18. Farmer, Roger E A, 2012. "Qualitative Easing: How it Works and Why it Matters," CEPR Discussion Papers, C.E.P.R. Discussion Papers 9153, C.E.P.R. Discussion Papers.
  19. Cass, David & Shell, Karl, 1983. "Do Sunspots Matter?," Journal of Political Economy, University of Chicago Press, University of Chicago Press, vol. 91(2), pages 193-227, April.
  20. John Geanakoplos & Ana Fostel, 2008. "Leverage Cycles and the Anxious Economy," American Economic Review, American Economic Association, American Economic Association, vol. 98(4), pages 1211-44, September.
  21. Shell, Karl, 1971. "Notes on the Economics of Infinity," Journal of Political Economy, University of Chicago Press, University of Chicago Press, vol. 79(5), pages 1002-11, Sept.-Oct.
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Blog mentions

As found by EconAcademics.org, the blog aggregator for Economics research:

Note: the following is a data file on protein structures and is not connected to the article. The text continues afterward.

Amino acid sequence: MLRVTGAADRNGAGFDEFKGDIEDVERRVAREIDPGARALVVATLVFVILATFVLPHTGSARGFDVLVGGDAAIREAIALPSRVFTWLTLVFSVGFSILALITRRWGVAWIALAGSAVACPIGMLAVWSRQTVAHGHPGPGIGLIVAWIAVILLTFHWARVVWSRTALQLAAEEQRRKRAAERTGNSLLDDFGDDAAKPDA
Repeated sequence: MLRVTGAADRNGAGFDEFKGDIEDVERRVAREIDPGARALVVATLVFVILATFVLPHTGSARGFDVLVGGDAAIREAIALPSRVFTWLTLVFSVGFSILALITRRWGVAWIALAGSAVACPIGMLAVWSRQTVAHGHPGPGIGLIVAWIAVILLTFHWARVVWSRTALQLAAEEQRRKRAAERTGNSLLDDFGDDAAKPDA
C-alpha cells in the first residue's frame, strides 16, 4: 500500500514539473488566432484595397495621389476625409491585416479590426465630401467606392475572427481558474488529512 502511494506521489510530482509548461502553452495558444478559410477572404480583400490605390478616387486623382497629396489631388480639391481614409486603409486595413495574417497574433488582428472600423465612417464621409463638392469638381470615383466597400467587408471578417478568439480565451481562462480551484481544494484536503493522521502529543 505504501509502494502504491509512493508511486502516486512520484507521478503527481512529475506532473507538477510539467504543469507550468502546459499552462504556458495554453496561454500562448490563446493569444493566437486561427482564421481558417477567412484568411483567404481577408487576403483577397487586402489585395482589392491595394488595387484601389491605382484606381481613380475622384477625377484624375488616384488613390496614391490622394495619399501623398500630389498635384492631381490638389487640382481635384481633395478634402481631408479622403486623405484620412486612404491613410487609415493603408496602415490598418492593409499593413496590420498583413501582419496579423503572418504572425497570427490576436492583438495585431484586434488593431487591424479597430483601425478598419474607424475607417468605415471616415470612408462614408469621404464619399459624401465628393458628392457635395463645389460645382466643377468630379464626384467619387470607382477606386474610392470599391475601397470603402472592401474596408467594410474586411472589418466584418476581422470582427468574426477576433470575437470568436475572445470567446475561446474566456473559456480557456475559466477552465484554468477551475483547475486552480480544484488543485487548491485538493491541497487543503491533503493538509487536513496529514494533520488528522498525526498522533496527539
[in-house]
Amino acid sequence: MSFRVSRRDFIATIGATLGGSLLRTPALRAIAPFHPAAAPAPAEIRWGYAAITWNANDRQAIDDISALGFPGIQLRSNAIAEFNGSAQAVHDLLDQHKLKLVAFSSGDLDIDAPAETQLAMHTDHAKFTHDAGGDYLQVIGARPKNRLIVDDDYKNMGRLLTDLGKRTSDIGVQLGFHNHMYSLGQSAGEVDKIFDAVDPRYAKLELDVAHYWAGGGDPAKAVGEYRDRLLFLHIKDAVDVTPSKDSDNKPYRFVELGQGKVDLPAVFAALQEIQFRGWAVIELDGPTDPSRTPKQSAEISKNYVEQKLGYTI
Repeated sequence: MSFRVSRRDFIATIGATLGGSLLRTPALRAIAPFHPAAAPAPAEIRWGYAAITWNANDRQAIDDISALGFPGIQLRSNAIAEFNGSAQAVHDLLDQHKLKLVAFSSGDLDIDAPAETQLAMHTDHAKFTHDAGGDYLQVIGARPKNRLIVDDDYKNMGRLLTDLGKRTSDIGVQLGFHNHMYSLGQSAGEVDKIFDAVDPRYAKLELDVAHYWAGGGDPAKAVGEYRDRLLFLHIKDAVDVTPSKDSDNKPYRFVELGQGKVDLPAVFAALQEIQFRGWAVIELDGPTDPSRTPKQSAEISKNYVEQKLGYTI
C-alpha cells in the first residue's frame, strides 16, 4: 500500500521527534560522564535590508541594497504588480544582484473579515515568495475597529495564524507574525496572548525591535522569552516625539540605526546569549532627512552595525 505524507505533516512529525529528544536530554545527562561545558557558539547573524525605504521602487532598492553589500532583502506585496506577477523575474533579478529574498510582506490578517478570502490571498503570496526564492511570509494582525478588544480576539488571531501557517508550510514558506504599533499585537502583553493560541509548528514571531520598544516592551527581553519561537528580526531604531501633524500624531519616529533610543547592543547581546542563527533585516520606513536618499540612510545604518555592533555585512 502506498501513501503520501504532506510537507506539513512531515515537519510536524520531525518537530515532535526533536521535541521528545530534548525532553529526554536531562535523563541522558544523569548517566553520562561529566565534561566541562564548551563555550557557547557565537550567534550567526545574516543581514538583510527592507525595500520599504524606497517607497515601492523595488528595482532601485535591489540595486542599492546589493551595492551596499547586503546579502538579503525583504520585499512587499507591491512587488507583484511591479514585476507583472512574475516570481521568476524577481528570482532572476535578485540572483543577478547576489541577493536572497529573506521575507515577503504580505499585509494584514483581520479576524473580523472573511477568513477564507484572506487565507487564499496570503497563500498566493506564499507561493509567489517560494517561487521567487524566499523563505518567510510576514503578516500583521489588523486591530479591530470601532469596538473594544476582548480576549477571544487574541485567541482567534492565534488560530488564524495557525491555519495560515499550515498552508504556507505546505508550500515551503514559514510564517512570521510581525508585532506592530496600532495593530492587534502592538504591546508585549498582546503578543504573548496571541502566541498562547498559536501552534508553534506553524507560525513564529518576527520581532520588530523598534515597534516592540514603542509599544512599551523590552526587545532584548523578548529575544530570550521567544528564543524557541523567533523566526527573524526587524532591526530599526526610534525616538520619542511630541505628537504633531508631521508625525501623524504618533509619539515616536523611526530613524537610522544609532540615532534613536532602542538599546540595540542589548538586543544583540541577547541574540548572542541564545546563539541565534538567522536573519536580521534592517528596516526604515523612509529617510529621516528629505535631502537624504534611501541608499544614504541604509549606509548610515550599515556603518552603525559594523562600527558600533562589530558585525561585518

1. The Inefficient Markets Hypothesis: Why Financial Markets Do Not Work Well in the Real World
    by Christian Zimmermann in NEP-DGE blog on 2013-03-15 19:50:06
Citations are extracted by the CitEc Project, subscribe to its RSS feed for this item.
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Cited by:
  1. Beniamino Moro, 2013. "The Run On Repo and the Liquidity Shortage Problems of the Current Global Financial Crisis: Europe vs. The US," Ekonomi-tek - International Economics Journal, Turkish Economic Association, Turkish Economic Association, vol. 2(1), pages 41-77, January.
  2. Roger Farmer, 2014. "Asset Prices in a Lifecycle Economy," NBER Working Papers 19958, National Bureau of Economic Research, Inc.
  3. Dmitry Plotnikov, 2014. "Hysteresis in Unemployment and Jobless Recoveries," IMF Working Papers 14/77, International Monetary Fund.
  4. Farmer, Roger, 2013. "The Natural Rate Hypothesis: an idea past its sell-by date," Bank of England Quarterly Bulletin, Bank of England, vol. 53(3), pages 244-256.
  5. de la Torre, Augusto & Ize, Alain, 2013. "The foundations of macroprudential regulation : a conceptual roadmap," Policy Research Working Paper Series 6575, The World Bank.